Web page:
07/11/12 – rosé for rising temperatures

By Jesse on July 9, 2012

The weather’s heating up this week, which means it’s the perfect time to bust open some rosé. As stalwart and dedicated Winos, we of course never need an “excuse” to drink any particular kind of wine. However, the tradition of consuming rosé during the hot summer months is a time-honored one, and it’s certainly true that crisp, refreshing rosé pairs exquisitely with summer staples such as picnics, beaches, poolsides, and light meals. We may be iconoclasts here at the Winos, but far be it from us to thumb our nose at tradition — particularly a tradition that mandates the consumption of delicious pink wine.

By now you’ll probably have discovered that rosé is much more than the White Zinfandel that your aunt Myrtle likes to serve at her barbecues. (By the way, if anybody actually has an aunt named Myrtle, that’s awesome — please inform us of such at the meeting.) Rosé comes from all over the world, and it’s made with many different grape types, but the vast majority of decent rosés share one common characteristic: they’re made from red grapes, the juice of which has been drained off quickly so that the skins didn’t have time to impart more than a slight bit of pigmentation, resulting in a pink hue (as opposed to a full dark red one).

Rosé is perfect for the summer because it walks the line between the light, refreshing character of a white wine and the flavorful juiciness of a red. In a recent New York Times article, Eric Asimov writes the following: “in most rosés, a heavy dose of alcohol or a clumsy level of sweetness will unbalance the wine. The rosés to look for are crisp, textured and refreshing.” Here are some rosé possibilities for your purchasing preparedness:

If you want to go French, the Rhône Valley makes a number of great rosés (inexpensive ones can be found from Côtes du Rhône, and from other smaller appellations as well). A bit further to the south, Provence is the source of some of the world’s most popular rosé — and Eric Asimov calls it “rosé’s spiritual home.” Rosé from both Provence and Rhone will typically be Grenache-based, and may include numerous other Rhône grapes such as Syrah, Cinsaut, Carignan, etc. The rosés of Bandol, which by law are made of at least 50% Mourvedre, are considered some of the best and most character-driven in the world. Ask your friendly wine merchant if he can direct you to a French rosé similar to a Bandol (but perhaps slightly less expensive).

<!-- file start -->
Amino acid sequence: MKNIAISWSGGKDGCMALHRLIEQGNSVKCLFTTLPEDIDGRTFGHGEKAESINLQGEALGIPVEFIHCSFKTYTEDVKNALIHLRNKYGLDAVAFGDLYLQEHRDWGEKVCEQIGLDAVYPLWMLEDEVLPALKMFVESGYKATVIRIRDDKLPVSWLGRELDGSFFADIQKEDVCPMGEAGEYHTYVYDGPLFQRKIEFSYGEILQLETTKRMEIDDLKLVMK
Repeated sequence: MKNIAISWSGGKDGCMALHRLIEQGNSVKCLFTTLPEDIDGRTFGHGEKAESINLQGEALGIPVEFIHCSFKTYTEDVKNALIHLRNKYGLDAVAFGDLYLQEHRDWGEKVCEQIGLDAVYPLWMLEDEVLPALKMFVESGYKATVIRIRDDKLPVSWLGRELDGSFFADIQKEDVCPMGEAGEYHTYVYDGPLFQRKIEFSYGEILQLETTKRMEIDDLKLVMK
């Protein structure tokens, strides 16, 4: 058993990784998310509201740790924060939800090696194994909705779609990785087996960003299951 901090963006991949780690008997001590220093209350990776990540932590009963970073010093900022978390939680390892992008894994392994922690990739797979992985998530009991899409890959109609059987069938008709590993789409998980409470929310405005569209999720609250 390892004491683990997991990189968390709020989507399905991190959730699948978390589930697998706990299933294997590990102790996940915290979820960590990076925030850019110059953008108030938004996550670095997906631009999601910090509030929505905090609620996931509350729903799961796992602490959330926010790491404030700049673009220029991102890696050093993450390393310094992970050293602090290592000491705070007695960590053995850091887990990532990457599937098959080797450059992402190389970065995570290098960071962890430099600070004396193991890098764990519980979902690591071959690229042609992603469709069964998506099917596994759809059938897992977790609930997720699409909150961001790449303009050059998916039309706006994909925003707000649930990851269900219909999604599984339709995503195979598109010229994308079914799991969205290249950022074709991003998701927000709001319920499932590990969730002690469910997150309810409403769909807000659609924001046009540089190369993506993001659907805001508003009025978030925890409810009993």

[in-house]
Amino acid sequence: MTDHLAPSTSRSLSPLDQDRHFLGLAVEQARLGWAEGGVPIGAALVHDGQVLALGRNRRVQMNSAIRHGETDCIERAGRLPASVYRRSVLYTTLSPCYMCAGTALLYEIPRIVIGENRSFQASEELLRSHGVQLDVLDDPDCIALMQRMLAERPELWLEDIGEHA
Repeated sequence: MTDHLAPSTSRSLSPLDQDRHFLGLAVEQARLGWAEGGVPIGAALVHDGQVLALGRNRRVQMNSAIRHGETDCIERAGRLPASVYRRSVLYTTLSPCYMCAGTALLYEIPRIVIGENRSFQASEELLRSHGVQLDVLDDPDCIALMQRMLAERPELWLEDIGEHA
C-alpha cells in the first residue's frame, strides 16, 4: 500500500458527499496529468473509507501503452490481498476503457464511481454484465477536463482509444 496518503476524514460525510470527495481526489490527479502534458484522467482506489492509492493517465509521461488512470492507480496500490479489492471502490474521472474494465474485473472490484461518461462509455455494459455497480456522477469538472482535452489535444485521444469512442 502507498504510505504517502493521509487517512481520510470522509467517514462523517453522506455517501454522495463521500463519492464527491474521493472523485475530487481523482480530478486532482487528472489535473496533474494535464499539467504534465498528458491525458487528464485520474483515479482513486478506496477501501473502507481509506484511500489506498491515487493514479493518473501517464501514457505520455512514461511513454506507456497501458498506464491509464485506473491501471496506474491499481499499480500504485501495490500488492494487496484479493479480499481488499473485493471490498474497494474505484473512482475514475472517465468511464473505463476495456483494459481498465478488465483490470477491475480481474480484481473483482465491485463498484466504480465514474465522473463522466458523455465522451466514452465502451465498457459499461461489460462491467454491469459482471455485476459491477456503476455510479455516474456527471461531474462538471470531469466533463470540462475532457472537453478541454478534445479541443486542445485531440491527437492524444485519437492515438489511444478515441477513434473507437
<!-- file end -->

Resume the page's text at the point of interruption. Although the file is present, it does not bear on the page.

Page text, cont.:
In Spain, Tempranillo and Grenache are used in making rosé, just as they are in the red wines of Rioja. Australia has gotten into the rosé game, and California makes plenty of interesting pink wine that isn’t White Zin — there are Rhône-style rosés, as well as ones made of Pinot Noir, random Italian grapes, and plenty of other varieties. Finally, don’t forget that a lot of sparkling wines are rosés. Feel free to bring a pink Champagne or something inspired by that classic style.

We’ll be meeting at Adra’s place in Santa Monica. The RSVP system functions like this: if you want in, you click on this link and tell me so (don’t forget your full name, e-mail address, and a cute message conveying to me your intentions). Once you’ve gotten your confirmation e-mail, grab yourself a tasty bottle of something pink and refreshing, hopefully something without a “heavy dose of alcohol” or a “clumsy level of sweetness” — or simply find yourself a $10 bill to contribute. We’ll see you thirsty Winos on Wednesday night at 8pm.